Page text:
According to the Internet, the United Kingdom is made up England, Scotland, Wales, and Northern Ireland... wait a minute. Those are each countries, aren't they? How can a country be part of another country??
So what's a country? I thought briefly that each of those places should have a week all to themselves because they each have their own flag... but then again, U.S. states have their own flags, too. I started asking for second opinions. Phillip started talking about the Prime Minister but that just confused me more. Even my trusted adviser Google was absolutely no help.
In the end, I reasoned that since the United Kingdom is represented in the Olympics as a country, I went with that. If you're from England, Scotland, Wales, or Northern Ireland and disagree with my decision, I blame the Olympics. (If it'll make you feel better, it's perfectly okay to tell me I'm an idiot in the comments.)
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The kids found the UK on our map and filled out a page of their passports with information about the United Kingdom. My son was annoyed at all the bordering seas and bodies of water he had to write in. Sorry, bud. They're islands.
|I have no idea what that random hand is doing or which child's it is.|
If you want to download the passport pages, click here.
Then we drew the UK flag, the Union Jack. It doesn't look that complicated (it's just a bunch of straight lines, after all) but getting the proportions and the angles to come out right was really hard for my kids to figure out!
|Union Jack: Looks deceptively straightforward.|
They weren't completely happy with the finished product, but I told them that "better is the enemy of good enough," something Phillip is constantly saying just to bug me. (Since I'm a perfectionist, I usually pretend I didn't hear him.)
We read A Visit to the United Kingdom by Rachael Bell and watched a short 13-minute video by Shlessinger Media called Countries Around the World: United Kingdom. I really like that video series because they're short, intended for kids' classroom use, and we can get them at my local library.
I looked around for general UK-themed activities that other people have already made but I couldn't find any I really liked, so I made up a worksheet that would help the kids recognize and identify the 4 countries that made up the United Kingdom and their flags.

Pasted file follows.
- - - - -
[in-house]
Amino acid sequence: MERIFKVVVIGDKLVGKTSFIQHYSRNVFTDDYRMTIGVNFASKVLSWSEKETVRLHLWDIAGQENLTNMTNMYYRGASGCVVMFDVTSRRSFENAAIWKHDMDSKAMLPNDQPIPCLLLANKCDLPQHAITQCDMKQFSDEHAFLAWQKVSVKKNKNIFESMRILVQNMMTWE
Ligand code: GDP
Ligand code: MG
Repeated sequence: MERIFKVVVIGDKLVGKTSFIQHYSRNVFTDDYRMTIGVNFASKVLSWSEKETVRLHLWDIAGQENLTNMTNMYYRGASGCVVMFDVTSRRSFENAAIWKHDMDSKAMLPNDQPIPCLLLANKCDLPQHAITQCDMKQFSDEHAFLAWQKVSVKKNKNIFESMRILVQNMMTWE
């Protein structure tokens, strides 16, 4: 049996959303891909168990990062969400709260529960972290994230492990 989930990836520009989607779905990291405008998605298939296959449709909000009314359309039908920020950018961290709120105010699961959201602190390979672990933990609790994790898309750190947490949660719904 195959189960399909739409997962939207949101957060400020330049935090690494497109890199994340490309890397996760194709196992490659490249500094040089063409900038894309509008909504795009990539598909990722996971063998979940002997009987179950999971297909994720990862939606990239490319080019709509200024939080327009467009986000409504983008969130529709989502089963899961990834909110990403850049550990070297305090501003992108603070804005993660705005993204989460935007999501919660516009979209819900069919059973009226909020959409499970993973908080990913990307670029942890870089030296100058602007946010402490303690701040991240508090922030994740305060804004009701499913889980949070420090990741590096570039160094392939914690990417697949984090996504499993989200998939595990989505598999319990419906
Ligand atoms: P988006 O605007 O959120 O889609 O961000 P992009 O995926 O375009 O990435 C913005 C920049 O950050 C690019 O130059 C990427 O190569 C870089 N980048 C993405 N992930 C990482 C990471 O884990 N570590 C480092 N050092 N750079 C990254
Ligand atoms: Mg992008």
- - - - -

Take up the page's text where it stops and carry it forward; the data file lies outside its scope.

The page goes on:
The blank UK map is courtesy of Printable Maps, and the flags are from Printable Colouring Pages. You can download the PDF below:
Download the PDF
In this activity, the kids had to find which flags belonged to which countries, color them the right colors, then label their maps and put the flags in the right places.
I didn't anticipate my 3-year-old to want to be involved in this, but she begged for a worksheet, too. Here is her finished work:
|A preschooler's creative rendition of the flags of the United Kingdom. Very colorful.|
This was how the older kids' turned out:
Meanwhile, the baby was on the floor hard at work, too.
For dinner we had bangers and mash, an English dish with a much cooler name than "sausage and mashed potatoes." They're apparently called "bangers" because they sort of burst out of their casings, but when I asked my kids why they thought so, my daughter guessed "Because they bang the pigs on the head before turning them into sausages?"
We planned to spend one day on each of the 4 areas of the United Kingdom for the rest of the week.
Today was Northern Ireland, but we went to a big awards dinner for Phillip's work so Northern Ireland sort of got the shaft.
Sorry, Northern Ireland. We'll talk about you more when we visit the Republic of Ireland for a whole week next year.
We didn't have time to cover much, but we did talk about why Northern Ireland is part of the UK and the rest of Ireland isn't. Of course I didn't really know so I read a little about it from these smart people over at Quora. Then I acted like a genius who's just always known this stuff when I repeated it to the kids later that day.
Up for today: England! Which makes me a little nervous, because I have many blogging friends who live in England. (Citizens of England, please see the above statement about calling me an idiot in the comments.)
We familiarized ourselves with some of the landmarks and attractions in England by reading Katie in London by James Mayhew.